1. I appreciated this article, and I am glad that trans issues are being included in our discussion of sexual assault this week. I agree that the article is strong overall, with a clear and well-crafted lede and nut graph. It is well-organized and flows well, and I found the personal stories of the women effective.

    One point I’d like to make is that Human Rights Watch is not an independent news agency – it is a politically-active NGO that does human rights advocacy work. It has a clear bias and objective. Does this change how we should read the article? You mentioned that the (potentially opposing) perspectives of government officials, guards, and other prisoners were not included in this report. HRW is advocating for these women, so it makes sense that it doesn’t want to bring in anti-HRW and potentially hurtful perspectives. However, we are so used to “balanced,” “unbiased” news articles that the report feels incomplete without some acknowledgement of the opposing view.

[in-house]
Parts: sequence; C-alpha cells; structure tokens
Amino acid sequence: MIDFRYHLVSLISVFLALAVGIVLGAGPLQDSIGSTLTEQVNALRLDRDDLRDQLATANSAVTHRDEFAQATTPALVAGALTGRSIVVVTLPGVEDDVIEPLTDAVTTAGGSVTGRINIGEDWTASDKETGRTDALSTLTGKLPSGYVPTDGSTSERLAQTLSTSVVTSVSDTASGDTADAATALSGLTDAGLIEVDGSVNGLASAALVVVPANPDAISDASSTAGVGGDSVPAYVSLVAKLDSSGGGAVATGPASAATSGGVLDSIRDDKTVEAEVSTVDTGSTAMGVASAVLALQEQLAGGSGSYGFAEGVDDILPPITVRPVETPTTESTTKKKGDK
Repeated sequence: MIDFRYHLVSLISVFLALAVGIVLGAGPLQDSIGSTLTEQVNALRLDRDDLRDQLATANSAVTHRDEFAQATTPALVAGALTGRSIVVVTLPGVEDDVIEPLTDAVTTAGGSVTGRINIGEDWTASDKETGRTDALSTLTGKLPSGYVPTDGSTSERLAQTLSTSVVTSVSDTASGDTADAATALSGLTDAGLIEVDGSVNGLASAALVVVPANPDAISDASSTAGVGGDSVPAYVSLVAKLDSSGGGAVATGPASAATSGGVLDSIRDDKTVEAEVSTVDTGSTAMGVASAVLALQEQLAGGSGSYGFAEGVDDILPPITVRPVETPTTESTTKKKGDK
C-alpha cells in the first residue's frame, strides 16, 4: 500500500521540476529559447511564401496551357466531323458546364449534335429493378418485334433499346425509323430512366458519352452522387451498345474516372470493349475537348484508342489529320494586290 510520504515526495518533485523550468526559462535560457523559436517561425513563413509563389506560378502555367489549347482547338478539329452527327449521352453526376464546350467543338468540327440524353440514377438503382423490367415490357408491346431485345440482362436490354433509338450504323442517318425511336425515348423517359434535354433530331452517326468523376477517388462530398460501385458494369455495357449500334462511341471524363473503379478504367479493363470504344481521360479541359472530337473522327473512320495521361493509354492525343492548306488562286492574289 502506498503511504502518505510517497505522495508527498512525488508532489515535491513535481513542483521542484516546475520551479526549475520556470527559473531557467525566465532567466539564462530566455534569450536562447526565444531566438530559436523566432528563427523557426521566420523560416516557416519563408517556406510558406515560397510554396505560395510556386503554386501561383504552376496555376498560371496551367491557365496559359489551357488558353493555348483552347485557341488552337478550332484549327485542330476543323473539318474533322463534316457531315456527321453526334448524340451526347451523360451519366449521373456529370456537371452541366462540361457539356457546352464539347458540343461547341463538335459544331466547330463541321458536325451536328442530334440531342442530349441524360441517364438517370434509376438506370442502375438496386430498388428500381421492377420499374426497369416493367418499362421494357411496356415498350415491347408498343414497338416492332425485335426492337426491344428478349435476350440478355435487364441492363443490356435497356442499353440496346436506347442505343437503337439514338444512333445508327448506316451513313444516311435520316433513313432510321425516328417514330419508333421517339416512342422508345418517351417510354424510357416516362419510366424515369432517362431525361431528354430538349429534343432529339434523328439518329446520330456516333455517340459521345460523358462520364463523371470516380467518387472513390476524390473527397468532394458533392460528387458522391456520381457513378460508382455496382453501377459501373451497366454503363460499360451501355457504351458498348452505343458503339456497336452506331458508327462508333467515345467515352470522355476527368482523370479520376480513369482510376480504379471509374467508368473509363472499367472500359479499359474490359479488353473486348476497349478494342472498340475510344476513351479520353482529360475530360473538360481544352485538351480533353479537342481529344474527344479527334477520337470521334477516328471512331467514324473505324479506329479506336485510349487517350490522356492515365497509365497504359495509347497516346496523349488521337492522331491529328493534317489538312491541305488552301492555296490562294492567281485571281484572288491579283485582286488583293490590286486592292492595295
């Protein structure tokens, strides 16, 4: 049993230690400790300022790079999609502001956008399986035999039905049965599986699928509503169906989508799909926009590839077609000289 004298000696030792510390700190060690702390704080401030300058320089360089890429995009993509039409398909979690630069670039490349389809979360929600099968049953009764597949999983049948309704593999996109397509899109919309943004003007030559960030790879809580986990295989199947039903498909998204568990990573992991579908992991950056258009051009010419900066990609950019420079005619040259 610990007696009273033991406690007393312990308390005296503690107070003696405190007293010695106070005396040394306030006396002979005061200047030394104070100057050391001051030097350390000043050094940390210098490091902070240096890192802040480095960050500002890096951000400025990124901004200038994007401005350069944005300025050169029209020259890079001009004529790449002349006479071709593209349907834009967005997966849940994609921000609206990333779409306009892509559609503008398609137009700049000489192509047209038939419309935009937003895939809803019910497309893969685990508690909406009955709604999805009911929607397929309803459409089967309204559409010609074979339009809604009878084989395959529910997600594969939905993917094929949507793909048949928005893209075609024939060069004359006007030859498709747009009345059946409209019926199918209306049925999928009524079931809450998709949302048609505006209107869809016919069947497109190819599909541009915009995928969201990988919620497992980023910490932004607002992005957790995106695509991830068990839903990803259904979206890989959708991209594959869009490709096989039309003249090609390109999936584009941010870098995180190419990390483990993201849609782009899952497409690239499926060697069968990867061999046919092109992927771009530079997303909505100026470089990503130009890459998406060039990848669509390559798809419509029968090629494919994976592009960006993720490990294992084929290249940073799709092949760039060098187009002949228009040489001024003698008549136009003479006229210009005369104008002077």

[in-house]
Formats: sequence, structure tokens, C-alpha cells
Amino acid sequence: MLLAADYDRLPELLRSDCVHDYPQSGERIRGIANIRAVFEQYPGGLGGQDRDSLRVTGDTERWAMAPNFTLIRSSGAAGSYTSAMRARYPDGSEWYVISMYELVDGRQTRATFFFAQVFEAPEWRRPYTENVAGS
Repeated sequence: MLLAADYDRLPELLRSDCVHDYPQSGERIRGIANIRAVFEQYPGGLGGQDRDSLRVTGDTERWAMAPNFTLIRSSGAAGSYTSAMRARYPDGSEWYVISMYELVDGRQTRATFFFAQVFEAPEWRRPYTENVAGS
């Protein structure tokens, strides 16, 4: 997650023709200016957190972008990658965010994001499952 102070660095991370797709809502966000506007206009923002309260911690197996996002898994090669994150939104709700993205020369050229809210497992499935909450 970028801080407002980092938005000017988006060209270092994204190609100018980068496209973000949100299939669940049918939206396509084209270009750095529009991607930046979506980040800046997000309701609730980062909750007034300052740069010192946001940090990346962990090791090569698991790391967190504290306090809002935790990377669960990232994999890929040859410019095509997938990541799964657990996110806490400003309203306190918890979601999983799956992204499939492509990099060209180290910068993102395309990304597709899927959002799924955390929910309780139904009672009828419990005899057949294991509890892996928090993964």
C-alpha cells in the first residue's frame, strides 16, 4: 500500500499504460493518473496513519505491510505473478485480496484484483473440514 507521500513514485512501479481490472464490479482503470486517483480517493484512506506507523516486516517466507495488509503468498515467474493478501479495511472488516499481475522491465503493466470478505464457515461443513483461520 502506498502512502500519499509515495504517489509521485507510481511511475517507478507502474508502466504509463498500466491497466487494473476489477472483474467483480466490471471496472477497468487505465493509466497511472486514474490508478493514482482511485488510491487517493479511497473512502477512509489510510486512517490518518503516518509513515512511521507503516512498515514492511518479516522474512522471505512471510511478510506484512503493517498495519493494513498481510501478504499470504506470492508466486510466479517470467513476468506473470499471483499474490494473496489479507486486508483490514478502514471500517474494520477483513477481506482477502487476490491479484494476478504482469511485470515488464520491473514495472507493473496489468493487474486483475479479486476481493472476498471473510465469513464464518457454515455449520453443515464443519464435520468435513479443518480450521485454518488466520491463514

• Thank you Kelly. I made the decision to use this article because it was the most in-depth look at this issue that I could find, but I realized after posting that it may have been wise to avoid using an article from an NGO, and that their motivations may make presenting the “other side” of the issue more unlikely.

      • I’m glad you decided to post the in-depth article! I think it’s still educational, and that news stories with a clear viewpoint/from NGOs still have merit. I was just wondering how this article would have been different if, say, it was written for the New York Times… Anyone have any ideas?

  2. This article is very well structured and organized. It has all of the parts of a news article that we’ve been taught to analyze (lede, nut graph, and kicker). The story adds to the article by making it more personal and the reader can sympathize with her situation. The article does a good job of describing the problem and explaining the need for change.